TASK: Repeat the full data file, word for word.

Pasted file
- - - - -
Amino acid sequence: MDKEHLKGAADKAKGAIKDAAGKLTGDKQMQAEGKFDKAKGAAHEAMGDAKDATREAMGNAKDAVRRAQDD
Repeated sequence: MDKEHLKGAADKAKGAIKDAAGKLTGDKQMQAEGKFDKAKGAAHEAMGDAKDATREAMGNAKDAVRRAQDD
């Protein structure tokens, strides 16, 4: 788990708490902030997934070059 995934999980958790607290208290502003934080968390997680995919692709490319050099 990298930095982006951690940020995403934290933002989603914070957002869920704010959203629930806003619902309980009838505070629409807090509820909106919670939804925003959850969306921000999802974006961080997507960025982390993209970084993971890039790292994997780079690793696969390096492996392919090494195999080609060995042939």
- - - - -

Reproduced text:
Amino acid sequence: MDKEHLKGAADKAKGAIKDAAGKLTGDKQMQAEGKFDKAKGAAHEAMGDAKDATREAMGNAKDAVRRAQDD
Repeated sequence: MDKEHLKGAADKAKGAIKDAAGKLTGDKQMQAEGKFDKAKGAAHEAMGDAKDATREAMGNAKDAVRRAQDD
């Protein structure tokens, strides 16, 4: 788990708490902030997934070059 995934999980958790607290208290502003934080968390997680995919692709490319050099 990298930095982006951690940020995403934290933002989603914070957002869920704010959203629930806003619902309980009838505070629409807090509820909106919670939804925003959850969306921000999802974006961080997507960025982390993209970084993971890039790292994997780079690793696969390096492996392919090494195999080609060995042939």